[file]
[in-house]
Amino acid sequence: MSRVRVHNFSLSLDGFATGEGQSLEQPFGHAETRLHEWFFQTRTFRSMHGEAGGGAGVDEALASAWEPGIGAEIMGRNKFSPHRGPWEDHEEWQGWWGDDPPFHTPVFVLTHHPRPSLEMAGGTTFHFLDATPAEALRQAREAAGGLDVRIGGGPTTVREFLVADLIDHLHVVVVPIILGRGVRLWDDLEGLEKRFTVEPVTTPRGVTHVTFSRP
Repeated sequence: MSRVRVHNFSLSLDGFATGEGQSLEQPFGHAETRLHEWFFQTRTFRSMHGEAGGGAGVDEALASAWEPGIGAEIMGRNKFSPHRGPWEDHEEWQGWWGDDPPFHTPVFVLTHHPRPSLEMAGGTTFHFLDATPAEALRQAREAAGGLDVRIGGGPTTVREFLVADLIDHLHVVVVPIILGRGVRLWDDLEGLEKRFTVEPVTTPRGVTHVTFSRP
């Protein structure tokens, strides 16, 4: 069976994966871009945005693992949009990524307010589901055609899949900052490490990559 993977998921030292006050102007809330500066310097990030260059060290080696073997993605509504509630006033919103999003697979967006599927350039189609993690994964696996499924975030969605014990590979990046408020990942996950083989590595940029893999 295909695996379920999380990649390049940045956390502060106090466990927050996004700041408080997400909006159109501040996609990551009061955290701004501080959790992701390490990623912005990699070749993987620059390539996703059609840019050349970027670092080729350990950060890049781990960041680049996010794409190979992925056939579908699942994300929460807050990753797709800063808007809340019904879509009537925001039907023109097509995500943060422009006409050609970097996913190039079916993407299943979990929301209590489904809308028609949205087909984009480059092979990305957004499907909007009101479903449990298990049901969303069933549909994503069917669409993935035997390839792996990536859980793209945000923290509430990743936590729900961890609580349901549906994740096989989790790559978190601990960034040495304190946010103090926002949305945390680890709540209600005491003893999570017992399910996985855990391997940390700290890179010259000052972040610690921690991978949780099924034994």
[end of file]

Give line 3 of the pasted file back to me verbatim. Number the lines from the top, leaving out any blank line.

Repeated sequence: MSRVRVHNFSLSLDGFATGEGQSLEQPFGHAETRLHEWFFQTRTFRSMHGEAGGGAGVDEALASAWEPGIGAEIMGRNKFSPHRGPWEDHEEWQGWWGDDPPFHTPVFVLTHHPRPSLEMAGGTTFHFLDATPAEALRQAREAAGGLDVRIGGGPTTVREFLVADLIDHLHVVVVPIILGRGVRLWDDLEGLEKRFTVEPVTTPRGVTHVTFSRP